What We Want From BioShock 4
There’s always a city. There’s always a lighthouse. There’s always a man. There’s also always an opportunity for a company to create a new game in a franchise to make some money, and while I recognize that’s exactly why a fourth BioShock game is in development, it’s hard to stop myself from growing more and more excited about what it might be.
BioShock Infinite, the last in the series, was released in 2013, and at the earliest, the next one, now in development at 2K’s new Cloud Chamber studio, hits next year. That’s a massive nine-year gap, which has hopefully given those at Cloud Chamber enough time to stir on what a new BioShock game needs and doesn’t need – it has for me, at least.
Ignoring rumors of above-ground and underground cities and Antarctic metropolises – because after all, those are just rumors until Cloud Chamber reveals what it’s cooking up – here are five things the next BioShock needs to do and three things it does not.
Needs: A City
If there’s one thing people think of when they think of the BioShock franchise, it’s the cities that players inhabit. Be it the first two games’ underwater utopia-turned-dystopia Rapture or the high-in-the-sky Christian religion-inspired Columbia of Infinite, the city itself was a character. Rapture was iconic as an underwater city, filled to the brim with 1960s glitz and glamor. It was also designed in such a way that finding your way around was easy.
Columbia was a bit more open, leaning heavier into the shooting gallery aspect of the FPS genre, but it was saturated with color and iconography that made a seemingly bright and sunny place feel daunting and alien. If one thing is certain, Cloud Chamber’s BioShock must feature a setting that’s long-remembered after its debut.
Needs: A Strong Narrative That Highlights The Flaws Of A Particular Philosophy
At its core, the first BioShock about the flaws in objectivism, particularly as it’s presented in Ayn Rand’s Atlas Shrugged novel. It’s not trying to hide that, either (see: that character named Atlas). John Galt’s utopia is Rapture, except gone wrong. What was supposed to be a perfect paradise for artists, doctors, engineers, and entrepreneurs who wanted to break away from the Church and the governments above the surface was quickly destroyed by class warfare after the discovery of ADAM. It turns out the ultra-rich are always going to do what the ultra-rich do regardless of where they’re living, huh?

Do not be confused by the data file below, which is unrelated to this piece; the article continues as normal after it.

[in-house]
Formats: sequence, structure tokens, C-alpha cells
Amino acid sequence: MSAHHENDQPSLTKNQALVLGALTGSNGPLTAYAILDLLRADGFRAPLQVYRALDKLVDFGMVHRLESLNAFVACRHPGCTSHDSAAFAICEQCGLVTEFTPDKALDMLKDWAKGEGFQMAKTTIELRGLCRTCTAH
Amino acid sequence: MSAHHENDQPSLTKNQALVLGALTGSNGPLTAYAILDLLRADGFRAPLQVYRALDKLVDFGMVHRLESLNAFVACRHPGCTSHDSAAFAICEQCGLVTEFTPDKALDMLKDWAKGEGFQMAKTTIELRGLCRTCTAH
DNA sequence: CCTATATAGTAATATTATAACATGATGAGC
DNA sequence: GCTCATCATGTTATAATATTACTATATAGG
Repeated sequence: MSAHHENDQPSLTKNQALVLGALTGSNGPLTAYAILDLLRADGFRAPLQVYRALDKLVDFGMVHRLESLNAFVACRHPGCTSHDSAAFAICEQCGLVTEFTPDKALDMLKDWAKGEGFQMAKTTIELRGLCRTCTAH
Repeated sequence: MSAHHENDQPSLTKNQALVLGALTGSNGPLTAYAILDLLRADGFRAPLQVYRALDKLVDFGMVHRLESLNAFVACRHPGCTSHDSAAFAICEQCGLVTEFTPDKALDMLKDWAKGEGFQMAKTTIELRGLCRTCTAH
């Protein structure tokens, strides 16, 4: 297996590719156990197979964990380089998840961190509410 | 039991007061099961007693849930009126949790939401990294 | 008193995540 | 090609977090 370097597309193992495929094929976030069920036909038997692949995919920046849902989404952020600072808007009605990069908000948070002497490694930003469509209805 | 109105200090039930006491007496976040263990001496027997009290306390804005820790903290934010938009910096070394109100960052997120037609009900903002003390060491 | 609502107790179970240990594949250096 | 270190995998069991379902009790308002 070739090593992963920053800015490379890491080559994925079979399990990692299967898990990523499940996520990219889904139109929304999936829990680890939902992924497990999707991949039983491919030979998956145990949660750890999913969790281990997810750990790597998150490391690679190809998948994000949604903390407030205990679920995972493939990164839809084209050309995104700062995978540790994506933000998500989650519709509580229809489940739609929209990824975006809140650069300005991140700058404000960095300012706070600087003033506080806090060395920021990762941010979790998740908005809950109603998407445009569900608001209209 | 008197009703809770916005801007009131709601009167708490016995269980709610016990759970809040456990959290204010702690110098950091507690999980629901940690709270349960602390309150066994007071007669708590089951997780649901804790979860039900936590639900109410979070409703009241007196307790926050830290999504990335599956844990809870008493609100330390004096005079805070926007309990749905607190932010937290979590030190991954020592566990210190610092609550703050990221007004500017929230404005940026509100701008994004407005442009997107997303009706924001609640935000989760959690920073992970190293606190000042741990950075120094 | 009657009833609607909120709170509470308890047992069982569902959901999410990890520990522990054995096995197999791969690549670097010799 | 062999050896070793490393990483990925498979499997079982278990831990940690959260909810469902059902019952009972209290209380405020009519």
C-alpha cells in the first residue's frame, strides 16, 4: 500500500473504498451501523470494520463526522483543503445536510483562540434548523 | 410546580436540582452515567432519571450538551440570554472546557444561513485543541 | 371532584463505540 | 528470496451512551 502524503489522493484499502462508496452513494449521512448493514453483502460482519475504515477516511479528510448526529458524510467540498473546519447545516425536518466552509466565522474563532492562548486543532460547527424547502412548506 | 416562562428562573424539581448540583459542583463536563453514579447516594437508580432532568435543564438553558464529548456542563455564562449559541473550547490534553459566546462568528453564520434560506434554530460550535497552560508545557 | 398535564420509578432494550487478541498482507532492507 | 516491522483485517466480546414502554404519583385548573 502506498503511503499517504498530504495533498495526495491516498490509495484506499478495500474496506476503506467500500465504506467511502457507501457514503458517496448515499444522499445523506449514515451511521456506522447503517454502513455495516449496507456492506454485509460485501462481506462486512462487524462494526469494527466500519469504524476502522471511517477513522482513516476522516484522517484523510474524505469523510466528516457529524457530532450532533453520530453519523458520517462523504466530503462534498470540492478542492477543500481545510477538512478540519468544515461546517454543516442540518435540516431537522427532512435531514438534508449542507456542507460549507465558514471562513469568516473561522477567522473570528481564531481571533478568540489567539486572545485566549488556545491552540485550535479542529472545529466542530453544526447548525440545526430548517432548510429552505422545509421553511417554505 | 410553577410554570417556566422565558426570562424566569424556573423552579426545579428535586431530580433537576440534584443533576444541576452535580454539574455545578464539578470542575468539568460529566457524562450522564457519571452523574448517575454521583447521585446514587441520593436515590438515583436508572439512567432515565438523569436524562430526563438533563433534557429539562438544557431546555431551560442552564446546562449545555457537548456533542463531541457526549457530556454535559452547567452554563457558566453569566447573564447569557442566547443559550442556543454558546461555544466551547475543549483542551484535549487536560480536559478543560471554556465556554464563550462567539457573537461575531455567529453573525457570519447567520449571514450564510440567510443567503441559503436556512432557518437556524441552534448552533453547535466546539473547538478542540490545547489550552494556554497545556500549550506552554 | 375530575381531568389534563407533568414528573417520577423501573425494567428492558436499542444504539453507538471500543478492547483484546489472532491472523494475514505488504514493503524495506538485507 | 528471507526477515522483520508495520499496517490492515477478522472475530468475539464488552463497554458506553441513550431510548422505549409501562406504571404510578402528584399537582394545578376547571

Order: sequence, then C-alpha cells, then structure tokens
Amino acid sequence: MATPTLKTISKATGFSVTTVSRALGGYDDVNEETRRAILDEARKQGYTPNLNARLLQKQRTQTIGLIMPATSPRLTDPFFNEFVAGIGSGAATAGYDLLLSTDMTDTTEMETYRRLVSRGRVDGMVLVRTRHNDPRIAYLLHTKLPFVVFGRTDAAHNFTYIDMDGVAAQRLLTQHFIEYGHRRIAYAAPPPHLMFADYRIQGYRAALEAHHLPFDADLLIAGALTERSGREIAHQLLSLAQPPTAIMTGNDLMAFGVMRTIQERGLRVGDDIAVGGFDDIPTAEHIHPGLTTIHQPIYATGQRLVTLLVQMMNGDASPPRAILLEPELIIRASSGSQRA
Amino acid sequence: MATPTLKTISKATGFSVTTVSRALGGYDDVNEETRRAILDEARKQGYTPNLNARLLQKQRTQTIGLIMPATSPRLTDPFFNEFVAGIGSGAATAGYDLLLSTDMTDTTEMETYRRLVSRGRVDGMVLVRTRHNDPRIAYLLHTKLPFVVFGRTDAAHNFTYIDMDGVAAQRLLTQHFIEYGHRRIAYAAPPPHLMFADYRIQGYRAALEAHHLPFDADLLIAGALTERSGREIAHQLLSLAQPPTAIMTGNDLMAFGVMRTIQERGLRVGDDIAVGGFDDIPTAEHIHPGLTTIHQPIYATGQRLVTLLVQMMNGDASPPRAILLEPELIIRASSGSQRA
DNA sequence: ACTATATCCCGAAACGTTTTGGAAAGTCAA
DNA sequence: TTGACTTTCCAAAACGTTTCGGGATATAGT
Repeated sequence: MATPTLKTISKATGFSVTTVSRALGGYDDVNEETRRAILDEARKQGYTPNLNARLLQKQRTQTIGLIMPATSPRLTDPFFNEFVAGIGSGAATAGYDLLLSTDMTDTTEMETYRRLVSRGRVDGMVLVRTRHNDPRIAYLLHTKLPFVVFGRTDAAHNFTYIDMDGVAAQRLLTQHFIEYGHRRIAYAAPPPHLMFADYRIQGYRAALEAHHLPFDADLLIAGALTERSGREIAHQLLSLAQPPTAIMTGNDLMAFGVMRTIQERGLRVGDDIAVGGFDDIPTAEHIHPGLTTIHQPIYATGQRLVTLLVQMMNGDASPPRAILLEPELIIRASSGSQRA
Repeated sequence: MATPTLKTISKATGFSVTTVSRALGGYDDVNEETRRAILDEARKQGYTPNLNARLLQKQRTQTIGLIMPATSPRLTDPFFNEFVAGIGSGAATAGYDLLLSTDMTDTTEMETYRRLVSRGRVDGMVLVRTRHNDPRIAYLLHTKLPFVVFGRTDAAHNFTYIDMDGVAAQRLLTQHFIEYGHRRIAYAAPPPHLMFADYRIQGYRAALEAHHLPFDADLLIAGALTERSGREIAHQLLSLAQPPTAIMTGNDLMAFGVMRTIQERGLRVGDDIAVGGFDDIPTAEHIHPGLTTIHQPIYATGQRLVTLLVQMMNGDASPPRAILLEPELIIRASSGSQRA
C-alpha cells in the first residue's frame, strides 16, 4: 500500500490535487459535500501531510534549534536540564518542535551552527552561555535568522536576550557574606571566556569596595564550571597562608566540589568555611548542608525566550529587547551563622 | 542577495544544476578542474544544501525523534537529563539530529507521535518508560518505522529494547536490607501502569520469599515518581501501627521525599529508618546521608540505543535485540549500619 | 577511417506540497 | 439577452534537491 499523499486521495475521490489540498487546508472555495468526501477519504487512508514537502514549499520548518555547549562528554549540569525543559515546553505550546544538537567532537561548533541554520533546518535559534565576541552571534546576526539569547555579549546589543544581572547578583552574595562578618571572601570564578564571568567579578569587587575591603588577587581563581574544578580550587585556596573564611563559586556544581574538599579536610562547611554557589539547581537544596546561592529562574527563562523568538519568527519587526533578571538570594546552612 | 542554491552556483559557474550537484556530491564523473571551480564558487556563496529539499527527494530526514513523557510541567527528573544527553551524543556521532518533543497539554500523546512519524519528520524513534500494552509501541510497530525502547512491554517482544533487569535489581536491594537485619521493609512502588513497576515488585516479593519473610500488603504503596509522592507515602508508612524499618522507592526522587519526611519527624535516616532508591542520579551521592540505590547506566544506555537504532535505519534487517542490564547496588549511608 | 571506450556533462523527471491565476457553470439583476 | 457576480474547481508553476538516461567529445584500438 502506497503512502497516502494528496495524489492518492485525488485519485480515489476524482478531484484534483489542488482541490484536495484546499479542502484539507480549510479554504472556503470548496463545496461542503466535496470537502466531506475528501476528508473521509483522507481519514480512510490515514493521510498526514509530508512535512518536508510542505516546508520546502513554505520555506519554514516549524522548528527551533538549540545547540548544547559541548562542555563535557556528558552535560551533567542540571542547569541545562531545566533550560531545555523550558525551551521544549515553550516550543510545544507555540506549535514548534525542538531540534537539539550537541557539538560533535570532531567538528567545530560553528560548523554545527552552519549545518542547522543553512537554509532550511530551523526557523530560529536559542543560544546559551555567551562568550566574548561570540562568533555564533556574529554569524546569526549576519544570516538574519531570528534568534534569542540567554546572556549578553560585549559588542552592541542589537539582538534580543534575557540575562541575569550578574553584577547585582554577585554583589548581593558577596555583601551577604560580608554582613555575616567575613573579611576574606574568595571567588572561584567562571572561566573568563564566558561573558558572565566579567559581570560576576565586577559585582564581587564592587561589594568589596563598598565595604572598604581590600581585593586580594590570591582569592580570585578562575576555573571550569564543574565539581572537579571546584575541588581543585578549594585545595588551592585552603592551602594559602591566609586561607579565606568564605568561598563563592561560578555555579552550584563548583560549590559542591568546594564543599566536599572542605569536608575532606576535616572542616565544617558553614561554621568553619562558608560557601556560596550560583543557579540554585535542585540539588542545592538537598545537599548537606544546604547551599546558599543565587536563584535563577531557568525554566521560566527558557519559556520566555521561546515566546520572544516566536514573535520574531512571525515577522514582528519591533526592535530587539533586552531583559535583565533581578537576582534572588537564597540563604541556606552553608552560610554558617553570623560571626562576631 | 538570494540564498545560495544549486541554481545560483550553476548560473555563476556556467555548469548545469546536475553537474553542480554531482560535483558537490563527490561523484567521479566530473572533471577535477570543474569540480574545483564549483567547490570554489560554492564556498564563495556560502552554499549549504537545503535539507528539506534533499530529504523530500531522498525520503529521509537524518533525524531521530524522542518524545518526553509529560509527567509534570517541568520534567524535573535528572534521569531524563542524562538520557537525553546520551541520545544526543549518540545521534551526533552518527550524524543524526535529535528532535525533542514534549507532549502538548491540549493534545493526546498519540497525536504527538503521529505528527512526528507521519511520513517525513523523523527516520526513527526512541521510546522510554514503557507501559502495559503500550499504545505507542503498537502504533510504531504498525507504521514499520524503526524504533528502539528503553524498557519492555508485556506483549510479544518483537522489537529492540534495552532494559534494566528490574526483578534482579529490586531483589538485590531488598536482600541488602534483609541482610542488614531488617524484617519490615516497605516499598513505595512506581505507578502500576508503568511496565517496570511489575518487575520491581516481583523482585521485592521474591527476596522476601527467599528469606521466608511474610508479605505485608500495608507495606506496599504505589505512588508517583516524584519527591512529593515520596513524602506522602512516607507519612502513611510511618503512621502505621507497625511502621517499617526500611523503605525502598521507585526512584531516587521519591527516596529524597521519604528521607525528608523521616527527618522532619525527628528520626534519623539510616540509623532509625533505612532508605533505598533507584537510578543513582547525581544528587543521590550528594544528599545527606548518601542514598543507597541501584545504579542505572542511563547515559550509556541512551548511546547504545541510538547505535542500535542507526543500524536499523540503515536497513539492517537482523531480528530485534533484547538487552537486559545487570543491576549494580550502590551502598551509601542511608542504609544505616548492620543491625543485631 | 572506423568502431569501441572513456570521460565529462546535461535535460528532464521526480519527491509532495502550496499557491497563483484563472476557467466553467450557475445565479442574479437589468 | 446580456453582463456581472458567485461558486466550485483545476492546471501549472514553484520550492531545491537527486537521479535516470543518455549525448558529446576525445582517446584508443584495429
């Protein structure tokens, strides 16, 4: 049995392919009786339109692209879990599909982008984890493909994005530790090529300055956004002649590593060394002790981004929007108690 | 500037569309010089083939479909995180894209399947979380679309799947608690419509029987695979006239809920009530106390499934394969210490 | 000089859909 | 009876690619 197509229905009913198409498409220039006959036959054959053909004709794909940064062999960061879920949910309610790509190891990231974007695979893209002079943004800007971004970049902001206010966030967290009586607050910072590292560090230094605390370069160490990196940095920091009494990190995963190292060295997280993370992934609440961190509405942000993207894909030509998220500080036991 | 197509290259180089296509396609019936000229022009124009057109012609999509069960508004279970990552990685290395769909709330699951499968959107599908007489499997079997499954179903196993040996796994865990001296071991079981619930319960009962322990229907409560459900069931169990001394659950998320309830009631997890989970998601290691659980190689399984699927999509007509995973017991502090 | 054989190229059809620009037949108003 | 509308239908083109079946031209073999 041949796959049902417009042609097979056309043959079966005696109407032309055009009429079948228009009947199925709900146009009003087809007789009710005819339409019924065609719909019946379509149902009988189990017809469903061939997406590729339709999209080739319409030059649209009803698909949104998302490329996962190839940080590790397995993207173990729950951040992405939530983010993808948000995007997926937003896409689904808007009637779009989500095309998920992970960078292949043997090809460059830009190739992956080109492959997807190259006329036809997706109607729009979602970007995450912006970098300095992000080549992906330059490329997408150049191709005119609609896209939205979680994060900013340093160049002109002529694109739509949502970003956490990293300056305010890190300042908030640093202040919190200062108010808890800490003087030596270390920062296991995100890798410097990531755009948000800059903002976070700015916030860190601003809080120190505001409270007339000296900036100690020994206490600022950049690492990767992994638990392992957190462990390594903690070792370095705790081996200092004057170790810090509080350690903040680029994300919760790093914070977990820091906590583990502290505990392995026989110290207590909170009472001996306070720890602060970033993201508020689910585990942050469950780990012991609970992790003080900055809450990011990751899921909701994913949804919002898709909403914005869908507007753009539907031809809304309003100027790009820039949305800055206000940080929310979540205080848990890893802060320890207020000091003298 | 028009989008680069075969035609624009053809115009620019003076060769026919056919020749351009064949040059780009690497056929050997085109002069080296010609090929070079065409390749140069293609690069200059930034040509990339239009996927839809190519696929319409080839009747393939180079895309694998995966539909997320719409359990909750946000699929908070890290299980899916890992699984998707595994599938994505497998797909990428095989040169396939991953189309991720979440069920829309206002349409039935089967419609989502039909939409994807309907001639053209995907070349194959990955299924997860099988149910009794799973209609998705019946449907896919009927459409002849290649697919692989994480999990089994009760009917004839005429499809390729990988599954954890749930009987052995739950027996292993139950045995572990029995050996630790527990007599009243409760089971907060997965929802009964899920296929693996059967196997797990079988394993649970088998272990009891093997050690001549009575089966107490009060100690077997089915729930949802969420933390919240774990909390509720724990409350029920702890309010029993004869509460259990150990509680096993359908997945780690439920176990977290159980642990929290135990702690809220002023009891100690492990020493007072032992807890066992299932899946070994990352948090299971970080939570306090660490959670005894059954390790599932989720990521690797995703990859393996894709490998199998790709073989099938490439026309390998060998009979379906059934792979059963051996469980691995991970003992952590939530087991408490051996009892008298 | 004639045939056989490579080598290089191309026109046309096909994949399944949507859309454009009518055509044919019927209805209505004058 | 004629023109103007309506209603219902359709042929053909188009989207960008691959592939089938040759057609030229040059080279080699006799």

On that same note, Columbia also represents an ideology perceived as a utopia that quickly becomes anything but when put into practical play. A society built on the foundation of God, led by one man who thinks the rest of the world should fall in line behind America – what could go wrong? Well, if said “one man” begins to think he is God, or at least someone who thinks God looks like him and acts like him, a floating and isolated city quickly becomes a place rife with oppression, particularly for people of color.
At the heart of both BioShock, BioShock 2 (which largely continues the objectivism critique of the first), and Infinite are stories that critique these philosophies in unique sci-fi ways. It’s the commentary on real-world philosophy that’s core to the pillars of the series’ storytelling, and without that foundation, the next could risk becoming blasé, losing what makes these games interesting in the first place.